Is It Cruel To Keep Sugar Gliders As Pets? (Everything You Need To Know)

Sugar gliders are exotic animals that are becoming increasingly popular when it comes to a choice of pet.

There is a lot to love about these small, wild marsupials when it comes to keeping them as pets, as they can be very loving and sweet creatures that form strong bonds with humans.

Is It Cruel To Keep Sugar Gliders As Pets (Everything You Need To Know)

 However, there is a great deal of debate surrounding the keeping of sugar gliders as pets due to the high level of specialized care that is needed to keep them safe and healthy.  

With this in mind, we will be looking at whether it can be considered cruel to keep sugar gliders as pets. Let’s get started. 

What Is A Sugar Glider?

Before we get into the keeping of sugar gliders as pets, let’s take a quick look at the adorable creatures in general. 

As mentioned, sugar gliders are marsupials- coming from the same family as koala bears and kangaroos- despite often being mistaken for rodents.

The name “sugar glider” was given to these cute critters due to their love of all things sweet, particularly fruit. Their name also comes from their ability to glide, which is thanks to a gliding membrane that stretches from their wrist all the way to their ankle. 

In terms of intelligence, sugar gliders are known to have the same level as that of a dog and can even be trained to respond when they are called and even learn tricks!

A sugar glider can have a lifespan of between twelve and fifteen years if cared for correctly, and they are also known for being incredibly clean and social animals. 

In the wild, sugar gliders live in small groups that can range from a few gliders to around twelve sugar gliders. This social nature means that you are going to have at least two sugar gliders so that they can keep each other company.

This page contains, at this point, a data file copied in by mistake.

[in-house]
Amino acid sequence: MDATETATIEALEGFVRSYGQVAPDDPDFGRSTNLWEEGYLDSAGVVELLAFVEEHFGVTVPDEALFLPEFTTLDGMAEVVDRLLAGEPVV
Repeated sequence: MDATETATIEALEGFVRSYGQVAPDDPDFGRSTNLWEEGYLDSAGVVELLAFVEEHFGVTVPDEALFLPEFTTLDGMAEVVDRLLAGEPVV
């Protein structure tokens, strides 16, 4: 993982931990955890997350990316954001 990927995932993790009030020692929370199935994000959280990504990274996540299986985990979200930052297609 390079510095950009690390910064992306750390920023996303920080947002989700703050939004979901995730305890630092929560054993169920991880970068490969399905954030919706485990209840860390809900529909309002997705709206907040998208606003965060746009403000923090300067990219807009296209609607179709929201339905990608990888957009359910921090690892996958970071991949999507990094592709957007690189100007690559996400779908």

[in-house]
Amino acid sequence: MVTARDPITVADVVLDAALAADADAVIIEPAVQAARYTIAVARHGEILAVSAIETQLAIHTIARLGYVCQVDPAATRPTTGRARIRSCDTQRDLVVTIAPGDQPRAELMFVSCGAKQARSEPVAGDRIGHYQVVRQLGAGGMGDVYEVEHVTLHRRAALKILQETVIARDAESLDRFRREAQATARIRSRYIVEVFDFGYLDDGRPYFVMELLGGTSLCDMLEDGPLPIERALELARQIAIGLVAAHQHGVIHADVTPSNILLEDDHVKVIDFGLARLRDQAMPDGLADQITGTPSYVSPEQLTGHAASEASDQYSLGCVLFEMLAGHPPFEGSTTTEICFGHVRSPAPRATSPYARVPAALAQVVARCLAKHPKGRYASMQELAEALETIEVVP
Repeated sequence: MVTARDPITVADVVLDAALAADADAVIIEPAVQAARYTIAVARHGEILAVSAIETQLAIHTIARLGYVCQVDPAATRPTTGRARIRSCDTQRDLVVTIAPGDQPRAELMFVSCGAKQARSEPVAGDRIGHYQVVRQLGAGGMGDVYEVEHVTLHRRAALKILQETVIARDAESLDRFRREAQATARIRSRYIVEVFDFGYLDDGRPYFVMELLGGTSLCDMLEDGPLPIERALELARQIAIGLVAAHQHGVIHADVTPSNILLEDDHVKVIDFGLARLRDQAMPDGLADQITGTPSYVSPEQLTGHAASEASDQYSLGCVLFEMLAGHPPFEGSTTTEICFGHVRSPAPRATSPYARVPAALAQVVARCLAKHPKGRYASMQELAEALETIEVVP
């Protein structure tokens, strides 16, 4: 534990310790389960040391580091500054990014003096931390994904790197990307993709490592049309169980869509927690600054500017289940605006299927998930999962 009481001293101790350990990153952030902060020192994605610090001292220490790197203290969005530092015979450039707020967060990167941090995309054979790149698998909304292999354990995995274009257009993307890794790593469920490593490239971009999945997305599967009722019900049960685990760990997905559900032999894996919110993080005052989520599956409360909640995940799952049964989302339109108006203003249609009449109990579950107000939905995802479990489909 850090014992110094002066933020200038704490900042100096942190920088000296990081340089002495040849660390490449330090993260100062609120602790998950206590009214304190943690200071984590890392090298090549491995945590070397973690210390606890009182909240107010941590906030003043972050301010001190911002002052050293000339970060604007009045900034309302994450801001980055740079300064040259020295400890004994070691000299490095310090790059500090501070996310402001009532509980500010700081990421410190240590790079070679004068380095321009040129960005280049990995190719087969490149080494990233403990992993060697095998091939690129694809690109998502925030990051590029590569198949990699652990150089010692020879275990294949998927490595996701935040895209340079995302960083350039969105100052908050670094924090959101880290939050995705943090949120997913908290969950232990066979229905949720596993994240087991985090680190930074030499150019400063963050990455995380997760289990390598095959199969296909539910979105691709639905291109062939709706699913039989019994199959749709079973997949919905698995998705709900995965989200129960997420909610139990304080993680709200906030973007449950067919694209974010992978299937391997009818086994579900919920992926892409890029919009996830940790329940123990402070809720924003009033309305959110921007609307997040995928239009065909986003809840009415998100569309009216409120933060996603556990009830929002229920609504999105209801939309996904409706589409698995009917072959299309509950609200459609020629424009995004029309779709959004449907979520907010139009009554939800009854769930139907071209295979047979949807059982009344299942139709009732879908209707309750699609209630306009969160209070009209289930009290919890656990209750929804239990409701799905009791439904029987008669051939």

If you leave a sugar glider alone, they will be more likely to succumb to depression due to their naturally socially and inquisitive nature. 

Is It Cruel To Keep Sugar Gliders As Pets?

The answer to this question is unfortunately not entirely straightforward. If you are able to offer the specialized care that sugar gliders need, then it is far from a cruel practice to keep them as pets. 

However, if you cannot put in the substantial time, care, and attention that these creatures will need then you are not providing them with what they need to live a happy and stable life and so this could be considered cruel.

It can also be considered cruel to have a lone sugar glider due to that aforementioned need for socialization. 

Professionally, there are mixed opinions to be had when it comes to keeping sugar gliders as pets due to this high level of care.

This has led to sugar gliders being illegal to keep as pets in various states- such as Hawaii, California, and Alaska- so as to stop unprepared and irresponsible potential owners from obtaining them. 

Preparing To Keep A Sugar Glider

If you are certain that you are able to put the time, responsibility, money, and effort into keeping a sugar glider properly, then there are ways that you can prepare in order to make sure they are as happy as possible.

There are also some key points that you can research beforehand so that you have all the possible information that you need. 

Legal Matters

As mentioned, there are several states that do not allow you to keep sugar gliders legally.

Even if your state does allow the keeping of sugar gliders, your local area might have certain rules. For instance, some areas require certain permits to keep sugar gliders as pets.